The film stars Kirk Douglas and Farrah Fawcett as two lovers living at a remote research station near Saturn; they exist in a self-sustaining, idyllic environment, genuinely content and happy until the arrival of Benson (Harvey Keitel), a homicidal lunatic with a lumbering robot named Hector in tow. Hector is something new, a rare breed of robot in the ‘Demigod Series’: a machine capable of linking in to the brain of its owner. Once Hector is up and running, his actions dictated by Benson’s feverish mind, he becomes dangerous and the once-peaceful space station grows increasingly deadly.
Saturn 3 was a massive failure upon its release, and it’s not necessarily difficult to see why. Budget cuts are plainly evident throughout and the performances are a mixed bag; Douglas seems to be enjoying himself, but he was getting a bit long-in-the-tooth. His 64-year-old character performing in love scenes with 33-year-old Fawcett is unusual, to say the least.
Adding to the patchiness, director Donen detested Harvey Keitel’s Brooklyn accent and had it dubbed over in post-production by actor Roy Dotrice. But despite these flaws, the film possesses undeniable charms and manages to get a number of things very right – namely in the ‘killer robot’ department. Hector is wonderfully realized: a gigantic, carefully arranged mass of gears and wires with an unusually tiny head atop its broad shoulders, this nefarious robot is truly a sight to behold.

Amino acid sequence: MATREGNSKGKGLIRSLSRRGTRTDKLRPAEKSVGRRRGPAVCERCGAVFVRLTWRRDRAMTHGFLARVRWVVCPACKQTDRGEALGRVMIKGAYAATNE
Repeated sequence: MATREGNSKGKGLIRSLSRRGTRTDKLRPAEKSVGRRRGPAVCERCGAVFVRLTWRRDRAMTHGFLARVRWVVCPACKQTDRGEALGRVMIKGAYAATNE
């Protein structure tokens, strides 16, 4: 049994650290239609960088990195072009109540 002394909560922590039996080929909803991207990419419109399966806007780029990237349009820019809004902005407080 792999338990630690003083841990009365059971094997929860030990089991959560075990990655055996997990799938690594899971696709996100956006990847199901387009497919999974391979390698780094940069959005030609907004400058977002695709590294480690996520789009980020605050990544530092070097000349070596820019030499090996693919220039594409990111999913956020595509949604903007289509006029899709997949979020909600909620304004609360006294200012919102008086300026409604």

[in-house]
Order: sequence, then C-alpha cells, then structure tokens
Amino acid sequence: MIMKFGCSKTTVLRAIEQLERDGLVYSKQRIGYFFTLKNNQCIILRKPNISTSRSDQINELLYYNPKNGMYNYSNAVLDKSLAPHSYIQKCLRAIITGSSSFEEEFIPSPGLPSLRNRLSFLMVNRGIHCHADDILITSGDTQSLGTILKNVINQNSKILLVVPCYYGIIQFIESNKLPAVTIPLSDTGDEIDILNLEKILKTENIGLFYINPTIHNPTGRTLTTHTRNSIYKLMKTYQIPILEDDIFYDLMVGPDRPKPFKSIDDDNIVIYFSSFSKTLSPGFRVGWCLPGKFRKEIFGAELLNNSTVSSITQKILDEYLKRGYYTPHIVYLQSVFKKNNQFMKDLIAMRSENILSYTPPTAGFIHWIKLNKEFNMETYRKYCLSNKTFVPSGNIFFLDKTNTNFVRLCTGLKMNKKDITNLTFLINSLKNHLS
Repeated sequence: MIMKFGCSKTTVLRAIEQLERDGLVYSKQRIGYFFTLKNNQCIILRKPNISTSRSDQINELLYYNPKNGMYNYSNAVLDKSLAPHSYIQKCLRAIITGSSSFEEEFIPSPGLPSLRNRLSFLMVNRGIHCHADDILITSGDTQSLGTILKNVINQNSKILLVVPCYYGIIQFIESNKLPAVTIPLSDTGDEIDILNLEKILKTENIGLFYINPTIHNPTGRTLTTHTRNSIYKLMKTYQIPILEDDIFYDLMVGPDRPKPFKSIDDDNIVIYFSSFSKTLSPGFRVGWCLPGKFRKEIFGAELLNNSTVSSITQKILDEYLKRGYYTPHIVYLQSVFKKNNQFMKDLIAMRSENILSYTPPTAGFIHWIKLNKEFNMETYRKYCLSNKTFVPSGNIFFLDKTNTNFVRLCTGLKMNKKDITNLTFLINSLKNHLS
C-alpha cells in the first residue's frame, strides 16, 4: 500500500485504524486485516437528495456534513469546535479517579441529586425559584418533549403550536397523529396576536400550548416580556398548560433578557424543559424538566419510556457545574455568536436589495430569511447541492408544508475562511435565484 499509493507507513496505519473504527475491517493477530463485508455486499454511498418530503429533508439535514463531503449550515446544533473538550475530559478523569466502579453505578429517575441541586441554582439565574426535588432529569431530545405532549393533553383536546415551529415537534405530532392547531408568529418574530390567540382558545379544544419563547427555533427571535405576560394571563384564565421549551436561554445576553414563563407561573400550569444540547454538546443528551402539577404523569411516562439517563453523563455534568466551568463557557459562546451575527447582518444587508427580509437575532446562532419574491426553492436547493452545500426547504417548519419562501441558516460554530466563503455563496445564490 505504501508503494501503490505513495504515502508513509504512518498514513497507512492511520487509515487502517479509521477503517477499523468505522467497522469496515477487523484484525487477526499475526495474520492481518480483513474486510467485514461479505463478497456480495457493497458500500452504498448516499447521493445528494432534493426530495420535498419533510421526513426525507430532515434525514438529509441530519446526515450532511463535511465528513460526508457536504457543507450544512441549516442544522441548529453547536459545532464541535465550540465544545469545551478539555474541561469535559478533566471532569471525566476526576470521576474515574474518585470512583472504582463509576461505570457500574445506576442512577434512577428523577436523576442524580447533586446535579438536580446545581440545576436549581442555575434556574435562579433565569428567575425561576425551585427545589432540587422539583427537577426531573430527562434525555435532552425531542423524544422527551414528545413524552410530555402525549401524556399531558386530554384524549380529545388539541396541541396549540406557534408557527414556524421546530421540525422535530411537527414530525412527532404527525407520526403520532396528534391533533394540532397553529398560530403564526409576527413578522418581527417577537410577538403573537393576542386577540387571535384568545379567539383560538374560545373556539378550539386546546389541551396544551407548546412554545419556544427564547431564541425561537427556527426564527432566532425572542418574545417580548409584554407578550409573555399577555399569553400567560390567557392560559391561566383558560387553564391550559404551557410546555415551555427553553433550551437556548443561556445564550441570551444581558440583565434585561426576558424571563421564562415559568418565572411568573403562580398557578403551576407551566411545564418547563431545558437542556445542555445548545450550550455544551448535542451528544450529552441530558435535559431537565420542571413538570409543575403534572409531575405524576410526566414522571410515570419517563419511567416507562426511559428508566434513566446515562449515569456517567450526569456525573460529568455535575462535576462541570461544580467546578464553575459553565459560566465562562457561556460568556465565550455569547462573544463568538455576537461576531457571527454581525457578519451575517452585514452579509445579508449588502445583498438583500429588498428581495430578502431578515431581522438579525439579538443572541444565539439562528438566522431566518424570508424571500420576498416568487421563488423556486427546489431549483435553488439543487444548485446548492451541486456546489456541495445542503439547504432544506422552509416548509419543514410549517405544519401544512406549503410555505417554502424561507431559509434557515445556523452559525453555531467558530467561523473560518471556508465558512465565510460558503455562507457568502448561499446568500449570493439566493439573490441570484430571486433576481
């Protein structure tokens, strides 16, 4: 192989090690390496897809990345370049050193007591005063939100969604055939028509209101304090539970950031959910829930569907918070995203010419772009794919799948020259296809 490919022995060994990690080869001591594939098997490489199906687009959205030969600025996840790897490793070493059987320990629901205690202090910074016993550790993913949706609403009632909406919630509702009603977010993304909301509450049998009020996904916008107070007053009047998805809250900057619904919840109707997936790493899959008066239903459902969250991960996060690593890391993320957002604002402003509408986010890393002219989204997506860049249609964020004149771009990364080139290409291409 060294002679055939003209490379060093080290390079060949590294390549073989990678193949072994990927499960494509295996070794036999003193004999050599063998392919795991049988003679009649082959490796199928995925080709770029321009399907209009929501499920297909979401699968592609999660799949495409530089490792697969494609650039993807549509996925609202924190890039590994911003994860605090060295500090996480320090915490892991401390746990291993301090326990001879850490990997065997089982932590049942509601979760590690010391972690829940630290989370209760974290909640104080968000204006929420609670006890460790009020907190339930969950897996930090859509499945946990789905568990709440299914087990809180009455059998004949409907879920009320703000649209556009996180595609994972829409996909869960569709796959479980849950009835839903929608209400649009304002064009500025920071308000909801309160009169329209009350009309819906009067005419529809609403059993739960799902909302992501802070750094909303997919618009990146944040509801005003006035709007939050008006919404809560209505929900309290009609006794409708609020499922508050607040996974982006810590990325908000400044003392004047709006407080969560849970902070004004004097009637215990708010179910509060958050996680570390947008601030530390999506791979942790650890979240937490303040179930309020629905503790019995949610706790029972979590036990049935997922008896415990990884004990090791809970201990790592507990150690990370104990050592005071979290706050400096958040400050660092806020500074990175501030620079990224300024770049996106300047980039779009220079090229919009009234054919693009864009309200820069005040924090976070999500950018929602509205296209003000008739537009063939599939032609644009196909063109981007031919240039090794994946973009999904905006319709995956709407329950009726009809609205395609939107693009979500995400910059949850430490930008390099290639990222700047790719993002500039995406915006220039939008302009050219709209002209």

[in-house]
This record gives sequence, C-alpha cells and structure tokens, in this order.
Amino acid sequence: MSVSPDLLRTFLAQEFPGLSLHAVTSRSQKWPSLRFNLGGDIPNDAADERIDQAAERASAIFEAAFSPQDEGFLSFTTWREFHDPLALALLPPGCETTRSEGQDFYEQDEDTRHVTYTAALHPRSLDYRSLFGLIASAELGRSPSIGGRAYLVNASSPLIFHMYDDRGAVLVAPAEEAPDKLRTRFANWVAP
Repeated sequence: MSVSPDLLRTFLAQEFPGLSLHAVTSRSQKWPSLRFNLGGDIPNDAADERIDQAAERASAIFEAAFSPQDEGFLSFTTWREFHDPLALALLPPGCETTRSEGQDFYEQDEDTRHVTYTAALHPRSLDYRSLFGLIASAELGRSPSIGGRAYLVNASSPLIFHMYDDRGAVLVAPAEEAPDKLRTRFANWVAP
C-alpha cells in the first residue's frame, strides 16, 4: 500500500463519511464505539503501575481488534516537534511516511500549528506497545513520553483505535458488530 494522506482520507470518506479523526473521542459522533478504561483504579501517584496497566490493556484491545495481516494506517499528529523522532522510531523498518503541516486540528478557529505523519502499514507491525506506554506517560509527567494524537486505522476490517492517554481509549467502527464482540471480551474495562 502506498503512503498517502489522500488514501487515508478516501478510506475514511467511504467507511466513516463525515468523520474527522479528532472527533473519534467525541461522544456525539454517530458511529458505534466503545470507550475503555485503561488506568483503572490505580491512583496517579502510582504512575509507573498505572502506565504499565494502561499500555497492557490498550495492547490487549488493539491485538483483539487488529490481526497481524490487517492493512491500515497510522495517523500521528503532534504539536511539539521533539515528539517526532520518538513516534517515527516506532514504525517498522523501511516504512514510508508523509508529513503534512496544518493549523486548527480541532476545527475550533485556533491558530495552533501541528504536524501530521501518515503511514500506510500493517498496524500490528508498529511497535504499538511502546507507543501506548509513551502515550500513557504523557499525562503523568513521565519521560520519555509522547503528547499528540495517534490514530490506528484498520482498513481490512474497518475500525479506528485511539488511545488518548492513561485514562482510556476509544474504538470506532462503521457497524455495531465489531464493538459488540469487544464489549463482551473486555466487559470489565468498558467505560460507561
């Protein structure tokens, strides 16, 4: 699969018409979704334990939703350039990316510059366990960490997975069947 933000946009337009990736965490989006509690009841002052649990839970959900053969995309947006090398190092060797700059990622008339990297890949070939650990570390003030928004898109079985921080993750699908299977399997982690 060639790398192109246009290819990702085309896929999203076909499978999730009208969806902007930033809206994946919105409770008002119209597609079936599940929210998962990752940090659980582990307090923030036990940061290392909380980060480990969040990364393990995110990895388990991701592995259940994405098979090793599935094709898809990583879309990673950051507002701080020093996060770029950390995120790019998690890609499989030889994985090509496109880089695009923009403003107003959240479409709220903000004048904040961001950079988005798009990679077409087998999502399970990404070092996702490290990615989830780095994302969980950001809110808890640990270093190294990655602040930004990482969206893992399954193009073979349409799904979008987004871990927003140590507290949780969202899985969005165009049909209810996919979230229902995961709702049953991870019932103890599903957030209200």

The idea of an eight-foot-tall, creepy-looking bipedal machine being dictated by a madman is a nifty one, and the concept isn’t wasted here. Saturn 3 also boasts imaginative, minimalistic set design and an excellent score from Elmer Bernstein, one that’s shockingly ahead of its time in places. All these years down the road, Saturn 3 actually comes out looking pretty good.
4. XTRO (1982)
The late, great film critic Roger Ebert called XTRO an “ugly, mean-spirited, despairing” motion picture, and he wasn’t entirely wrong. Released the same year as ET: The Extraterrestrial, Harry Davenport’s sci-fi thriller has to be one of the nastiest alien stories ever conceived, sort of a morbid British response to Spielberg’s heartwarming family film.
The plot involves a family whose patriarch is abducted by aliens one evening; returned to Earth several years later, Dad isn’t quite himself anymore. I should take a moment to briefly describe his “method of re-entry” into our world – a seed is beamed down from space, planted in the ground, and it rapidly grows into a half-alien/half-human creature.